For more of our coverage on the New York clinic picketers trial, click here.
In the three years since the U.S. Supreme Court’s unanimous McCullen decision struck down the statewide reproductive clinic buffer zone in Massachusetts, clinic violence and picketing have been barely a footnote in the news cycle, even though they have been on the rise. Clinic protection remains off the radar for most public officials as well—making the news out of New York last week a big deal.
Attorney General Eric T. Schneiderman announced on June 20 a federal lawsuit against a coalition of anti-choice protesters, along with “anyone acting in concert with them,” as well as an immediate preliminary injunction to end the persistent, dangerous harassment and threatening of patients, families, escorts, and clinic staff at the Choices Women’s Medical Center in Jamaica, Queens.
These tactics to “menace” clinic visitors are illegal, Schneiderman said in a statement. “The law guarantees women the right to control their own bodies and access the reproductive health care they need, without obstruction.” Schneiderman is referring to the federal Freedom of Access to Clinic Entrances (FACE) Act, the New York State Clinic Access Act, and the New York City Access to Reproductive Health Care Facilities Act, under which the lawsuit was brought. The FACE Act, signed into law by President Bill Clinton, is enforced by the Department of Justice.
In addition to the injunction and lawsuit, Schneiderman is seeking a 16-foot buffer zone (one foot larger than current law) around the clinic, which would protect neighboring businesses and community members as well. Because municipalities have been resistant to enacting new buffer zones—or, frankly, to enforcing already existing laws—since McCullen, this bold action by the New York attorney general is welcomed by reproductive rights advocates.
As a founding board member of the Clinic Vest Project (CVP), I’m connected to volunteer escort groups around the country, in Canada, and in the United Kingdom, and I personally volunteer for groups in Chicago, Los Angeles, New York City (including Choices), and a clinic in Englewood, New Jersey, where I helped launch a new volunteer escort program in December 2013.
The attorney general’s statement summarizes behavior I witnessed on the occasions I was able to volunteer at Choices, when I lived in Brooklyn three years ago:
[E]very Saturday morning for at least five years, an aggressive group of anti-choice protestors, and those acting in concert with them, have tried to impede access to reproductive health care services by subjecting incoming patients to a barrage of unwanted physical contact, as well as verbal abuse, threats of harm, and lies about the clinic’s hours and its services.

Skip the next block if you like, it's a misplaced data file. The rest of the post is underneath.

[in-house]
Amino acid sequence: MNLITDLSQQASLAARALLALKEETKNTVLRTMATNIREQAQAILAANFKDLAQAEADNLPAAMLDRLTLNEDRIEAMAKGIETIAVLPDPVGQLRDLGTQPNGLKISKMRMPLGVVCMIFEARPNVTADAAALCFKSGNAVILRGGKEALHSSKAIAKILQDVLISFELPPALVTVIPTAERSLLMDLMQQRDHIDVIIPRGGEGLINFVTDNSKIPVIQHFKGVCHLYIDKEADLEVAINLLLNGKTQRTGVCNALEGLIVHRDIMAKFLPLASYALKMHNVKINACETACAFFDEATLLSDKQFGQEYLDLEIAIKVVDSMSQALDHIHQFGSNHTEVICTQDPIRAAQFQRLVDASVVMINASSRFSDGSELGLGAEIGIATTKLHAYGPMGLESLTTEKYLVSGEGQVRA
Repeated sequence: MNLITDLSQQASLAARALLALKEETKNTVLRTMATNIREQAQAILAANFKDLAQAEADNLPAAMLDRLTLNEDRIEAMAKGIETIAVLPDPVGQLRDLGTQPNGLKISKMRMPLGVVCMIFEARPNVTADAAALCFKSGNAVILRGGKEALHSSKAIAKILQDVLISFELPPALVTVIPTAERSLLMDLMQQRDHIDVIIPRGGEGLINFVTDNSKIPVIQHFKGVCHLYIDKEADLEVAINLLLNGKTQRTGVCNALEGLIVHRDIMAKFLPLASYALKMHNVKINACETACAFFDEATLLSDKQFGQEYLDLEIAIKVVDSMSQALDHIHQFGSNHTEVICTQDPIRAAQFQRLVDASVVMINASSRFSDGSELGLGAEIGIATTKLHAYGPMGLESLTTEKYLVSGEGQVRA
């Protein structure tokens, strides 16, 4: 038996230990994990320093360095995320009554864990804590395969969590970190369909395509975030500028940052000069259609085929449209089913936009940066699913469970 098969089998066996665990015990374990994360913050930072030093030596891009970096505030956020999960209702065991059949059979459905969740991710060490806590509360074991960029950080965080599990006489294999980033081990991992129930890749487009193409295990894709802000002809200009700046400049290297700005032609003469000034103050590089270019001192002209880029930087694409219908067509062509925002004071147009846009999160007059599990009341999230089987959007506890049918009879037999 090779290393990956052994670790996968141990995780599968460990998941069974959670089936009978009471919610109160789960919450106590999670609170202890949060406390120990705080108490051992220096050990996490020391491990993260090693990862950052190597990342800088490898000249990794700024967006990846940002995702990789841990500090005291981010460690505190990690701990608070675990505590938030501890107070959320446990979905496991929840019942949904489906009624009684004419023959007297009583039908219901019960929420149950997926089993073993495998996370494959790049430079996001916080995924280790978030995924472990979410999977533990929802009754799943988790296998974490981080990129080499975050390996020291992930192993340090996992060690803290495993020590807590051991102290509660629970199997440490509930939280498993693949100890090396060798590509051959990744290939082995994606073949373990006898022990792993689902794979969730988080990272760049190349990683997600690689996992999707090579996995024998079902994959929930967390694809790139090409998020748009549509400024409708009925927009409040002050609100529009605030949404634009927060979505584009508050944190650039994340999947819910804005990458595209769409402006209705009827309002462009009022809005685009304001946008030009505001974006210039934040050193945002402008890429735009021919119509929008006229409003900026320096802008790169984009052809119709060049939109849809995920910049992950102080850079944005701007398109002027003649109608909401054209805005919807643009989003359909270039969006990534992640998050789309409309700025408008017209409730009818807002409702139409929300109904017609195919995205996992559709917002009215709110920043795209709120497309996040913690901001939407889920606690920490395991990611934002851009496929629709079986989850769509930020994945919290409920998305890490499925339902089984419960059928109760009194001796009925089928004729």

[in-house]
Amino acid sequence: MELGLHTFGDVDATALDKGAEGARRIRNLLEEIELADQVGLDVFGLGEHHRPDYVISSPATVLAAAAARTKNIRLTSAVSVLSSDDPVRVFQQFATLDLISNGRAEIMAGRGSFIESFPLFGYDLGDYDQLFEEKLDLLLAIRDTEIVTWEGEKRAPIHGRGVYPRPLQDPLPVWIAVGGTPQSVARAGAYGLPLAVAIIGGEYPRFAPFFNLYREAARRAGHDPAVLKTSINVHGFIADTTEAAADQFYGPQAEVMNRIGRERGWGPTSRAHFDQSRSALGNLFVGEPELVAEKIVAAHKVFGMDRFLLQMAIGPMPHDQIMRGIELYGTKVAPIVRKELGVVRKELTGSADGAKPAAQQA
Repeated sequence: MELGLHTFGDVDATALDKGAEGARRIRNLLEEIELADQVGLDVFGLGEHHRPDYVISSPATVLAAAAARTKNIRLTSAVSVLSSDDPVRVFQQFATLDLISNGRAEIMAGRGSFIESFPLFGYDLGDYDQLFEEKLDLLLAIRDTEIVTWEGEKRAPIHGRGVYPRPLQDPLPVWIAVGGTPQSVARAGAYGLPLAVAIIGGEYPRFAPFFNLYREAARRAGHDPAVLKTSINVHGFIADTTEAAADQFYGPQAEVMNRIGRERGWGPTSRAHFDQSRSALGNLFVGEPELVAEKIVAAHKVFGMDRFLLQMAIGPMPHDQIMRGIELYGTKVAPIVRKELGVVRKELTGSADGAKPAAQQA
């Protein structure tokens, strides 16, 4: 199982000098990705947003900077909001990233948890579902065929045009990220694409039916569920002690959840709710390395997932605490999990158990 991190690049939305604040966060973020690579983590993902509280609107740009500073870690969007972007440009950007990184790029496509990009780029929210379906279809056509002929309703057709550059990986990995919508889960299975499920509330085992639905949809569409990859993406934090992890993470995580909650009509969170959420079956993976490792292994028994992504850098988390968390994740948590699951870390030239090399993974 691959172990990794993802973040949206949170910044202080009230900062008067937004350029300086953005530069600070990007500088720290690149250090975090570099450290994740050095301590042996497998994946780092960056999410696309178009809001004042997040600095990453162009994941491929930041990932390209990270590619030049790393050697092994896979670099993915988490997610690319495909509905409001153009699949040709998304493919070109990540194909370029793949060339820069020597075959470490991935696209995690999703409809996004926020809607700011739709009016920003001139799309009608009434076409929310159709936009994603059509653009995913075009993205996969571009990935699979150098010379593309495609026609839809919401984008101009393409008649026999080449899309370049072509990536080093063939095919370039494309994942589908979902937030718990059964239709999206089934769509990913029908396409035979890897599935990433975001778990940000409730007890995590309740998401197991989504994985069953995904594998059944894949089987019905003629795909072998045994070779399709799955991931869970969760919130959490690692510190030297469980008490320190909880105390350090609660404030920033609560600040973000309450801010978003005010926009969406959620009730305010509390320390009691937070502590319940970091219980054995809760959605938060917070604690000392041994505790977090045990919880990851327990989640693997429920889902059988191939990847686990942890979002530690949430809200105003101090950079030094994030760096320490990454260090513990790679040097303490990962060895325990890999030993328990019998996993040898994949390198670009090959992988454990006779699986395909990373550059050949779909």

I’m rooting for Schneiderman’s action not just as an advocate for reproductive health-care access, but also on a personal level.
I had the unplanned pleasure of meeting Schneiderman just over three years ago at a NARAL Pro-Choice America #MenForChoice event in NYC. We were waiting for the McCullen decision, so clinic harassment was part of NARAL President Ilyse Hogue’s donation ask that night. She gave me an unexpected shout-out from the stage as a witness to the targeting experienced even in a “safe, blue” state and city like New York. After listening to Schneiderman’s speech about his history as more than a “check the box” pro-choice advocate (he worked at a clinic that provided abortions when he was just 17 years old), I decided I’d grab the opportunity Ilyse had given me with the nod.
After the mic was nixed and people turned their attentions back to other attendees, I made a bee-line for the attorney general and (re)introduced myself. He was cordial, so I politely asked “Who do I talk to about a clinic in Queens where it takes 20 or more volunteers to protect patients every Saturday as NYPD stands and watches?” He immediately started patting his suit pockets looking for business cards and said, “Me. You talk to me.”
I connected with someone in his office the following week to set her up with two of the escorts I knew well, who had given me permission to pass on their contact information; she was out at the clinic bright and early—7:00 a.m.—the following Saturday to witness the harassment herself. She promised the attorney general’s office was taking this seriously and planned to investigate the groups and individuals targeting Choices. Because they are local rather than connected to well-known anti-choice groups with histories of mass, organized protests and paper trails, the investigation was going to be quite an undertaking.
Flash forward to last week, when a friend—also a former escort at Choices—sent me the statement announcing the lawsuit. I burst into appreciative tears. Naturally, I reached out to him for a formal response.
“I was excited, much like when the clinic in Englewood, New Jersey, had gotten a modest buffer zone ordinance passed in their city council,” Mike Nam told me. “Attorney General Schneiderman, who has a dogged reputation around these parts, is also someone I’m fairly confident would have his ducks in a row in order to win the suit. It would be a relief to know that even in ‘liberal’ New York City, patients seeking reproductive health services could get some respite from the anti-choicers that are even more emboldened after the recent presidential election.”